Mark Twain wrote two small books, diaries of Adam and Eve, as gifts for his wife. Playwright James Still has used these accounts as a takeoff point for "Searching for Eden," an amiable comedy currently playing at the Indianapolis Repertory Theatre.
Act one finds Adam, a very winning David Alan Anderson, rather comfortable and pleased with himself as the solitary member of his species in Eden. Adam is quite surprised by the dramatic appearance of Eve, the equally engaging but more thoughtful Ora Jones, from a pool in the middle of the IRT’s clever stage set by Russell Metheny. Eve is very much the suitor in their amusing co-discoveries of the garden world. Eve becomes the leader in their naming of the garden’s flora and fauna. Sometimes Adam is a bit comically irked by her forwardness. Unfortunately, one of Eve’s discoveries is the prohibited apple, but the two do leave their garden, arm-in-arm.
In act two of "Searching for Eden" at the IRT, we’re in the 21st century. The modern Adam and Eve are a power couple. He’s a marriage counselor. She’s a movie script reader. They’ve escaped or almost escaped their offices for a weekend celebrating the anniversary of their marriage. Neither’s office is quite ready for the couple to escape. Adam and then Eve solve that problem by using their Edenic pool, now a hotel hot tub, as a handy place to store their cell phones. In modern times, it’s Adam very much the suitor and Eve a bit standoffish. Emotionally it is a little perplexing, though schematically it does makes sense.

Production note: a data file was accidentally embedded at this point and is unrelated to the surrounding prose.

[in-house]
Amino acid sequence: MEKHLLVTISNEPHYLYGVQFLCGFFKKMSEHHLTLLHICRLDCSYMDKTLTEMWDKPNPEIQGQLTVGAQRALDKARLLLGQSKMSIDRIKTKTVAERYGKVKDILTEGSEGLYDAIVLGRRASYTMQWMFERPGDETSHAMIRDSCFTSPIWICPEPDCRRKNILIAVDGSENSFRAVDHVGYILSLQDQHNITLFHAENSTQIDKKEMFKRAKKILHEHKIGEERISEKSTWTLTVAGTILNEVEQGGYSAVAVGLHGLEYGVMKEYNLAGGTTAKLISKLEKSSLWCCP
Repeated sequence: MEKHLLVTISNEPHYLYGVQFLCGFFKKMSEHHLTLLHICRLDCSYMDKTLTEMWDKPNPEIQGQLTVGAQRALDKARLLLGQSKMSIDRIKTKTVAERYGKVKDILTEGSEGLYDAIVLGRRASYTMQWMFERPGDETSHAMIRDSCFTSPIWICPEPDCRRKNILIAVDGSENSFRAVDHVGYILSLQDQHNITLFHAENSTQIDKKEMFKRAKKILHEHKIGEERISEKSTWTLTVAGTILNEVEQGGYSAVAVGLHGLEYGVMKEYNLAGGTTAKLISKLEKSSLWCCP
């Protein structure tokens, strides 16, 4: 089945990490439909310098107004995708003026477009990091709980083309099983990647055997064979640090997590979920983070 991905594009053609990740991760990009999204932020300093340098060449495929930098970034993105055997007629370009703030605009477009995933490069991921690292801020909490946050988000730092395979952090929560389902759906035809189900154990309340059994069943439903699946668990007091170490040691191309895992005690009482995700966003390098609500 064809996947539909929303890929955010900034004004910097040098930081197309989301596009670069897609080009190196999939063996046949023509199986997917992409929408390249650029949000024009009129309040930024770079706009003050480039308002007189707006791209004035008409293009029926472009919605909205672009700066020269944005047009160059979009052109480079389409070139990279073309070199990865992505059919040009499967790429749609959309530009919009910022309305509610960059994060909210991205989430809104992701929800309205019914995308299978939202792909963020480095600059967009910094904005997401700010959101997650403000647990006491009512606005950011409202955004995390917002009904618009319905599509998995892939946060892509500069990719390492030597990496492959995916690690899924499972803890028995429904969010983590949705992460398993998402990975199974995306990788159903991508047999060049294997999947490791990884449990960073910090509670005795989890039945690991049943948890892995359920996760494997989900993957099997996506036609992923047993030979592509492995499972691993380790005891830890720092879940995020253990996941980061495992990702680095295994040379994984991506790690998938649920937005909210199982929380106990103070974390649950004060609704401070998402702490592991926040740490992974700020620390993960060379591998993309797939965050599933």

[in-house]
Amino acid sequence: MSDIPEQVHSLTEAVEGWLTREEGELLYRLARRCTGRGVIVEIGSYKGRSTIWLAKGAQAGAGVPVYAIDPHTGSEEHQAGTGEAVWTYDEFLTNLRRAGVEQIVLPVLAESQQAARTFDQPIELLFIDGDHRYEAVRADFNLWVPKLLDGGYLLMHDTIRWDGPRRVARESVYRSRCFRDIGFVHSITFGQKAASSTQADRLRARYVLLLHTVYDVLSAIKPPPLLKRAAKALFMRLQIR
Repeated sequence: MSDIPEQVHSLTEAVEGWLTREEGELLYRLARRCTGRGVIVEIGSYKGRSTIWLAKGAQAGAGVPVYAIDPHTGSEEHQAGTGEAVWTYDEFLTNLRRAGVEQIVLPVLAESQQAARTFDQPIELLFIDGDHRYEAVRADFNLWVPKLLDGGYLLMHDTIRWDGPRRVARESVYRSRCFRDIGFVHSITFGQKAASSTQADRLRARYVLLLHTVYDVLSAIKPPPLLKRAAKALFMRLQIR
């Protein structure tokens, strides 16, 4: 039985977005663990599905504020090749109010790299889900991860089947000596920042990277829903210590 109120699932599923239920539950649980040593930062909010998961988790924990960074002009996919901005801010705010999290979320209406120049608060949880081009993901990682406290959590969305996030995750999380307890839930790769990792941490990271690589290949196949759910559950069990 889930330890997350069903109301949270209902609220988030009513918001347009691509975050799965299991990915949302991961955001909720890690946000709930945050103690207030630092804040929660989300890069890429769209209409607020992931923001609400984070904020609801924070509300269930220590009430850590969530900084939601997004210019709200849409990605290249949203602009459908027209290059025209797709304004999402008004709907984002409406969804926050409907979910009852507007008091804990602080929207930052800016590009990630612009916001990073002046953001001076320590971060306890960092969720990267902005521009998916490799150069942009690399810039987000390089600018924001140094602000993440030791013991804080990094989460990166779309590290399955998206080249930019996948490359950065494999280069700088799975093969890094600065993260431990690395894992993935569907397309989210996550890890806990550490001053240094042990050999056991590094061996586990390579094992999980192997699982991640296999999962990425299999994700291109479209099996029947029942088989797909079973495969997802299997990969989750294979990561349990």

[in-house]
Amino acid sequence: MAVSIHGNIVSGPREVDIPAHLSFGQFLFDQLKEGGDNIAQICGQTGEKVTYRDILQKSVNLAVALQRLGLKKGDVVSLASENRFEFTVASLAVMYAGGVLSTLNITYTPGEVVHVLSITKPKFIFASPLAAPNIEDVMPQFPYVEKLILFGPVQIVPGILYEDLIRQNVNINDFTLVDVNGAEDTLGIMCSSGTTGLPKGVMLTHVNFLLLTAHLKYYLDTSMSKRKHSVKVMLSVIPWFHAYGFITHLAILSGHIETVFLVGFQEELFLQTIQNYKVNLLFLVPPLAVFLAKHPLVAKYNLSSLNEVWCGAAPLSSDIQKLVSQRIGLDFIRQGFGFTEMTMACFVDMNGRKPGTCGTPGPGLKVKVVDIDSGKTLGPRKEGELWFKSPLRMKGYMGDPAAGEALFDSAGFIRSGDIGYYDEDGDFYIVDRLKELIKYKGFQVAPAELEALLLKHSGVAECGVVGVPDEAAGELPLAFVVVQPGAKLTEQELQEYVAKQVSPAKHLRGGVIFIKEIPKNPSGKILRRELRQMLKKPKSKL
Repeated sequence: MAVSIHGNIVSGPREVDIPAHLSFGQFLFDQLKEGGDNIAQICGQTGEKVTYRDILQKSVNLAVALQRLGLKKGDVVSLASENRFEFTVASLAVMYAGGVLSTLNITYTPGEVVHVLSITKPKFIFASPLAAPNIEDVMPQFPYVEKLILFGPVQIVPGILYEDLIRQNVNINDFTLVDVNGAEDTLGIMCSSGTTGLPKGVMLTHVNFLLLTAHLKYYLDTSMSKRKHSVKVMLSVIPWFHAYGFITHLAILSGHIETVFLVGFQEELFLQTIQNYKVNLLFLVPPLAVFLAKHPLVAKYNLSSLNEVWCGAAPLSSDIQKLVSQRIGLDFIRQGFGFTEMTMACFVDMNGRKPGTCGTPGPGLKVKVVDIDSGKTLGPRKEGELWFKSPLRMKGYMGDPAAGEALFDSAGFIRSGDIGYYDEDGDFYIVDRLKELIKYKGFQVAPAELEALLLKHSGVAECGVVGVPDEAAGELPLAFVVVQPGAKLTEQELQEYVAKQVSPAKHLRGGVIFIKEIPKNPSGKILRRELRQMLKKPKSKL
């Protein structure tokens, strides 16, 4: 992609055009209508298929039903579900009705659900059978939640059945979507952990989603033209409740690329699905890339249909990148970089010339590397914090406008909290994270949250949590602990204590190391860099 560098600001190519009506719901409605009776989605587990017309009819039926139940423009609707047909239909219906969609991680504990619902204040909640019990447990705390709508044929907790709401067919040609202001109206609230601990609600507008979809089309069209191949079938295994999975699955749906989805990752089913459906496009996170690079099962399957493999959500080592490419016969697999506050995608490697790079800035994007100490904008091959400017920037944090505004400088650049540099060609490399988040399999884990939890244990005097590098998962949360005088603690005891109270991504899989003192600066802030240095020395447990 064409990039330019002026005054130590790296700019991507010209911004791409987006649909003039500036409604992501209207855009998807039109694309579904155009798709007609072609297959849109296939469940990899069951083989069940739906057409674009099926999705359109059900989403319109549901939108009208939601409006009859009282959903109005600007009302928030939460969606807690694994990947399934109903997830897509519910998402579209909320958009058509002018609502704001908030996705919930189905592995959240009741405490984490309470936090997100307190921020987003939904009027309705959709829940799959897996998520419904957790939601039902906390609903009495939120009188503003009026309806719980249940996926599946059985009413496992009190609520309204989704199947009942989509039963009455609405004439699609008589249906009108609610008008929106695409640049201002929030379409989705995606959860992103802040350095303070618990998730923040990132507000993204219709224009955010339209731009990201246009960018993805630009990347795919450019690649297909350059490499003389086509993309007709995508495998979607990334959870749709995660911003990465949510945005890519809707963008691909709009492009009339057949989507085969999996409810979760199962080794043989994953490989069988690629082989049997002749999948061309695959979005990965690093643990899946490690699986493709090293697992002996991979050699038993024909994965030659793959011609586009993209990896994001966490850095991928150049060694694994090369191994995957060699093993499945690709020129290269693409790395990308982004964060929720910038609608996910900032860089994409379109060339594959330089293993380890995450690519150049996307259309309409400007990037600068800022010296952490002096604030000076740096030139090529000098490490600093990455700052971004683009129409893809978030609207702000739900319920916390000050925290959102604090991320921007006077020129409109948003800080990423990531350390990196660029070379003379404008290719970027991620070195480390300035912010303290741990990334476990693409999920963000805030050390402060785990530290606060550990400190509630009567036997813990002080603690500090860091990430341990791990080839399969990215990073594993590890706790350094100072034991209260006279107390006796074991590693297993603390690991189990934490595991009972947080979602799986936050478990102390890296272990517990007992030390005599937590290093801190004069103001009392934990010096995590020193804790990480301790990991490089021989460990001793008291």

David Bradley has directed a lively production of "Searching for Eden." Though there are only two actors, they’re both very appealing in the many comic and even in the few serious moments of the play. Composer and sound designer Michael Keck artfully weaves bluesy harmonica, sounds of nature and some modern pieces for a continuous tapestry that supports and comments on the action.
"Searching for Eden," a comedy of Adam and Eve’s meeting in the garden in ancient times and their celebration of their wedding anniversary in the 21st century, continues at the Indianapolis Repertory Theatre with performances through May 28th.